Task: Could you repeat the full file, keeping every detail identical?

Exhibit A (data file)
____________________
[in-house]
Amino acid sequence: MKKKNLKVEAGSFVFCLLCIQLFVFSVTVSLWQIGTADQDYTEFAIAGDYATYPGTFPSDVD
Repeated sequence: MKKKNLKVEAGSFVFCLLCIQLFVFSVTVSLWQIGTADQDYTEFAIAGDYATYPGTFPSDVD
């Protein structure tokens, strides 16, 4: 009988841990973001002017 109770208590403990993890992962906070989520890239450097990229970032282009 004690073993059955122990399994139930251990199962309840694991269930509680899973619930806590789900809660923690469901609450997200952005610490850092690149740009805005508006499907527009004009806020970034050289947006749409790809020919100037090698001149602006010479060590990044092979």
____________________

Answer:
[in-house]
Amino acid sequence: MKKKNLKVEAGSFVFCLLCIQLFVFSVTVSLWQIGTADQDYTEFAIAGDYATYPGTFPSDVD
Repeated sequence: MKKKNLKVEAGSFVFCLLCIQLFVFSVTVSLWQIGTADQDYTEFAIAGDYATYPGTFPSDVD
């Protein structure tokens, strides 16, 4: 009988841990973001002017 109770208590403990993890992962906070989520890239450097990229970032282009 004690073993059955122990399994139930251990199962309840694991269930509680899973619930806590789900809660923690469901609450997200952005610490850092690149740009805005508006499907527009004009806020970034050289947006749409790809020919100037090698001149602006010479060590990044092979």